The engine has to be Run-in before full-time use. It is very important that this procedure is carried out. Not doing so will shorten the life and reduce the overall performance of your engine.
There are two different methods people use to run their engines in. The first one is simpler and is also safer in that you are less likely to burn your clutch out or something if you get it wrong. With the second method it is more complicated but if done correctly will give a little more life to your engine.
To run your car in, take your finished model and roll it back and forth to be certain the car's wheels can turn freely. Place the car in a position so that the wheels are off the ground, for example on a heavy box or brick, and follow the starting procedure which can be found on our help page. Use good quality fuel with around 10 - 20% mix. Its best to break-in the engine using the same nitro content as you plan to use for everyday use. The engine should be broken-in on a smooth hard surface. For a boat engines, try to find smooth clam water. Try to avoid breaking-in the engine on very hot, or humid days. Ensure that the idle speed is not to high or else you will burn your clutch out or snap the con rod, and also make sure that the brake is not applied.
Always break-in your engine without the body on the car, you want as much airflow as you can get to keep the engine cool. Do not run the engine too lean or you will over heat it and cause permanent damage to the internal components of the engine.
It is normal for the engine to consume a lot of fuel during break-in. This is because you are running it "richer" than you normally would to keep the engine cool and to flush out the engine as the parts "seat" themselves. Because of the richer than normal setting the performance of the engine will be limited. After break-in, you will then lean it out to gain performance.
It's always a good idea to get an extra glow plug (short, cold plug). It is normal to have to replace it after break-in because of the deposits left on in from the break-in process. Glow plugs are a normal item that needs replacing. Because they have such a huge influence on they way your engine runs it best to always have a few spares on hand.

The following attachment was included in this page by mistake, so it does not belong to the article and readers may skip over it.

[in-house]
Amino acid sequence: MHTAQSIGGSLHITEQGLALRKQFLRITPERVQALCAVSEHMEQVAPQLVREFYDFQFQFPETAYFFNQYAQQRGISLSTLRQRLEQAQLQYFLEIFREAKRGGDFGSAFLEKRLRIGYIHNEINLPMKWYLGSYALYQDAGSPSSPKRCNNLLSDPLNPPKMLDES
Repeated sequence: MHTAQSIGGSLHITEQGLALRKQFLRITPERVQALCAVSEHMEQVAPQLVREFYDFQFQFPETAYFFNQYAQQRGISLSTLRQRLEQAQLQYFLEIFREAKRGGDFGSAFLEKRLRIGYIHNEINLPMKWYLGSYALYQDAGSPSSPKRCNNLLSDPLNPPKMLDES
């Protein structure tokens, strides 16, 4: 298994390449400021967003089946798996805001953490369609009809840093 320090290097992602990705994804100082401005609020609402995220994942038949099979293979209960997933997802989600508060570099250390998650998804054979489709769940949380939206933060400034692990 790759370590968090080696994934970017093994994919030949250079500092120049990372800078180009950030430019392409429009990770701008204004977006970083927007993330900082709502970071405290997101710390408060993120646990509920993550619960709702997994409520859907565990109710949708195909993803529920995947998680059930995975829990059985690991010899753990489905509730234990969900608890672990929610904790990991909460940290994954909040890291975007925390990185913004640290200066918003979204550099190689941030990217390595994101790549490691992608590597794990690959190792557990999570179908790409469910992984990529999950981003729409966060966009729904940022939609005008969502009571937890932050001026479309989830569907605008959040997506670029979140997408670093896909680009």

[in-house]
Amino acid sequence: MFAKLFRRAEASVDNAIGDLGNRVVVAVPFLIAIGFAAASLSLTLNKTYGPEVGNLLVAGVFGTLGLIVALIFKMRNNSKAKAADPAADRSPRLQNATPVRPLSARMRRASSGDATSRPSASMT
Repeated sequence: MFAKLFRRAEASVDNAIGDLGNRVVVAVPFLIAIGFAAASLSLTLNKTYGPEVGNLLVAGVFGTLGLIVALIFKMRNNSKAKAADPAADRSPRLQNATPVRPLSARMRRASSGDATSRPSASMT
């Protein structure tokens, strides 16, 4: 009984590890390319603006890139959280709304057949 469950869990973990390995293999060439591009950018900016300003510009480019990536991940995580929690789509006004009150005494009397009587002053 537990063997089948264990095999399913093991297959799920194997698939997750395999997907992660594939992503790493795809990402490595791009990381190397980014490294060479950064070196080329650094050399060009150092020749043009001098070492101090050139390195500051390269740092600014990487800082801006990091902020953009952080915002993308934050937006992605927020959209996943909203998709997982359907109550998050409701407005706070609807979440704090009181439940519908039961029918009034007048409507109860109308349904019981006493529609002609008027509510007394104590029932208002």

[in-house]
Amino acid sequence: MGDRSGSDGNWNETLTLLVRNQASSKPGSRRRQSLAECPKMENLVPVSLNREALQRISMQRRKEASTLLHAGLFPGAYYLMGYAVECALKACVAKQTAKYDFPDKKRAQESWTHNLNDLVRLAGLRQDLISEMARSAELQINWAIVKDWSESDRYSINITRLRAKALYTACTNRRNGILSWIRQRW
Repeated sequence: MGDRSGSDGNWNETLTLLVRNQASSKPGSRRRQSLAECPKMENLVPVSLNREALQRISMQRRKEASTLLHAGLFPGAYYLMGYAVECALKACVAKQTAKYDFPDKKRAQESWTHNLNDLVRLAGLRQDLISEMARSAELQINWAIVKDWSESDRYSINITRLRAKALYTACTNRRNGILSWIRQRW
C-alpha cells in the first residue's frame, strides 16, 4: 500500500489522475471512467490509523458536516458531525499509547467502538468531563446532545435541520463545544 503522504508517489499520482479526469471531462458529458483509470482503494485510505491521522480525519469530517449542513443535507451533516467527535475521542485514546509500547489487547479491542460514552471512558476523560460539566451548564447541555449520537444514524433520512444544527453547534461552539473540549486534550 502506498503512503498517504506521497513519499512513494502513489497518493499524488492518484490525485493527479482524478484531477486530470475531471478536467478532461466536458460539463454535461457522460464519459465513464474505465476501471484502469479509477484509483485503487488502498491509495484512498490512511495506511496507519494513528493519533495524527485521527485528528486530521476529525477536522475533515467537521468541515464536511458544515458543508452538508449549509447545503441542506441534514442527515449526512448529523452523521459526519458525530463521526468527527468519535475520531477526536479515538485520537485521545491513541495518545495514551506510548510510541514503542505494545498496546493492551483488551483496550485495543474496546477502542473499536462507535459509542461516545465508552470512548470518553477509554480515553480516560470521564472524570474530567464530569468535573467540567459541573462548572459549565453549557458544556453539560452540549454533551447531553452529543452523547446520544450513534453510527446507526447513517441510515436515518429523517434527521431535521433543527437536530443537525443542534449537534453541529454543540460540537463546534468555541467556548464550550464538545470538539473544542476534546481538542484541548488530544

Once it starts and is idling slowly place it on the ground and drive it slowly on a flat surface. For the first use do not let the engine run for more then 3 minutes. Carry on running slowly for short periods until you have gone through 2 - 3 tanks of fuel.
With method 2 start the car in the same way but when it starts instead of placing it on the ground keep it off the ground and let the engine idle through 2 - 3 tanks of fuel. Let the engine cool down in between each tank and lean the engine off as needed. Do NOT rev the engine while it is running in and be careful not to lean it off to much or else you will burn your engine which would not be covered by the warranty.
Do not over accelerate at all during this procedure, as it can severely damage the engine. After each idling time, let the car rest for about 10 minutes between each tank. Running in makes sure that the engine is operating correctly before you take it out for a proper run. Never accelerate the engine while all four wheels are off the ground, as this will break the conrod or other important components.
One important thing to remember when breaking in a new engine, it will appear to not run correctly. It will stall, operate very inconsistently, and may even foul glow plugs. Don't get frustrated with it. Just keep working with it and it will become a smooth running engine. These experiences are what can be called "break-in pains". Every new engine has to go through this. When you get the engine started, be sure to keep it running by giving it throttle when it sounds like it's going to stall. Pulling the throttle quickly can also stall the engine. After a couple of tanks your patience will pay off with a very strong, reliable running engine.